Humphrey: I started Dovetail in my spare time towards the end of 2016. As a lead designer at Atlassian, I noticed a gap in the market, looking at the tools available for researchers, designers, and product managers to help them analyse user research and customer feedback. Specifically, the process of identifying patterns across data to find opportunities, pain points and common feature requests typically involved a combination sticky notes, spreadsheets and word processors. I felt this was very clunky because data was being stored in different formats, insights were being lost over time and research data wasn’t easily accessible by other members of the team.

DB: Since its creation, how has Dovetail evolved?

Humphrey: I launched Dovetail 1 in October 2016 focused on a niche. I had a big vision for the product but didn’t have the time nor expertise to realise it. Earlier this year, I convinced Brad to join me as a co­founder, and both of us left our jobs Atlassian to work on Dovetail full-time. I’d learned a lot from Dovetail 1, so we spent a few weeks on a new version and launched Dovetail 2 in August this year. It’s a much more flexible product built on a new tech stack so we can move faster.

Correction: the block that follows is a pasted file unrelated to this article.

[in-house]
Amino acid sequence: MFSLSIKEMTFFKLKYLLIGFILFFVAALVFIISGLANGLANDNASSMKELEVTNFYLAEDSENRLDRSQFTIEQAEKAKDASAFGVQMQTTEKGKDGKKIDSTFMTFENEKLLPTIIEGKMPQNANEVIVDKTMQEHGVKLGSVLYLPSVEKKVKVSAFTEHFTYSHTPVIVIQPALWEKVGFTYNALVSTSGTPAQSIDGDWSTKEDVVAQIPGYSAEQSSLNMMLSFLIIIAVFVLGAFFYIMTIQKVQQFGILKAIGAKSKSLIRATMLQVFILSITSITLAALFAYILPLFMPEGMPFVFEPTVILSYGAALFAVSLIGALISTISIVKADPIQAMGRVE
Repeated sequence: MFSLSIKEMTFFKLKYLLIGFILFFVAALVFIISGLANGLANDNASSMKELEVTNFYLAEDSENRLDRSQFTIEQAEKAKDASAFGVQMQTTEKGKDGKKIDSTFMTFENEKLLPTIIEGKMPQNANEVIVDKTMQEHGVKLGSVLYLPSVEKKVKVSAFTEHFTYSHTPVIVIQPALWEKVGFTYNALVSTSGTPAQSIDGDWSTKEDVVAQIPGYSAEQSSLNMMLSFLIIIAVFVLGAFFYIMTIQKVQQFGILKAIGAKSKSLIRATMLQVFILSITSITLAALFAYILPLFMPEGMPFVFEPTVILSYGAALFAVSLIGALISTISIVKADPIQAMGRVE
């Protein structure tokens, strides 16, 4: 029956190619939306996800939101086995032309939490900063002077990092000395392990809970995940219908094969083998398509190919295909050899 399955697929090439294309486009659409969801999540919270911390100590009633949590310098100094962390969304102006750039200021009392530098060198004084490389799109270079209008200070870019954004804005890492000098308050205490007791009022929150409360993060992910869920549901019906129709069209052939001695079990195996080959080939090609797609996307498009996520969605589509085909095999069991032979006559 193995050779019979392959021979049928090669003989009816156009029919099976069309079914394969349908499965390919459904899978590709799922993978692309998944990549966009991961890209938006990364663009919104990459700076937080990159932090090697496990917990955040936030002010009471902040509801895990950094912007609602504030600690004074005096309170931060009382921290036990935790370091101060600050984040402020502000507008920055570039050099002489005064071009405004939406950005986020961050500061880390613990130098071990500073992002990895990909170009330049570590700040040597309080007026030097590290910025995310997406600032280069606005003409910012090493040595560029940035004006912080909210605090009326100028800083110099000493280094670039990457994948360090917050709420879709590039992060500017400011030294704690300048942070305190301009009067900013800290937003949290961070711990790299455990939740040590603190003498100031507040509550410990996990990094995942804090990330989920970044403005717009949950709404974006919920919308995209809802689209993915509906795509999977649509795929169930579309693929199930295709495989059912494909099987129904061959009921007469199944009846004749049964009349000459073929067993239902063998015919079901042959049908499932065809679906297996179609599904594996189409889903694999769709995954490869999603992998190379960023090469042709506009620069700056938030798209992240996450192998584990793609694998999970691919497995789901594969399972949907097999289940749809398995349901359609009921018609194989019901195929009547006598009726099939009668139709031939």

DB: How would you quantify Dovetail’s success?

Humphrey: More than 1200 companies have signed up for platform, and we’ve been working closely with researchers and product managers at Pinterest, Deloitte, MacMillan Learning, Freshworks, and Tyro to shape our MVP.

DB: Can you discuss your work with these companies?

Humphrey: The relationships developed in a lot of different ways. With Tyro, it was through some ex­Atlassian designers. We went into Tyro’s office and spent a couple of hours brainstorming with them, critiquing designs and so on. This was tremendously helpful for us when developing Dovetail. We also worked with researchers from Pinterest & MacMillan Learning who just signed up on our website. We talked with them over video chat and held up sketches of new features in front of the camera.

Freshworks and MacMillan Learning are definitely key customers – I think we have the entire design and research team at Freshworks on Dovetail across India and the United States. They’re huge fans of the product.

DB: How will the Jobs for NSW grant assist Dovetail?

Humphrey: The MVP grant will help us double down on our cloud advantage by investing in features like automated sentiment analysis and suggested tags through natural language recognition. These features will help our large customers handle lots of customer feedback at scale.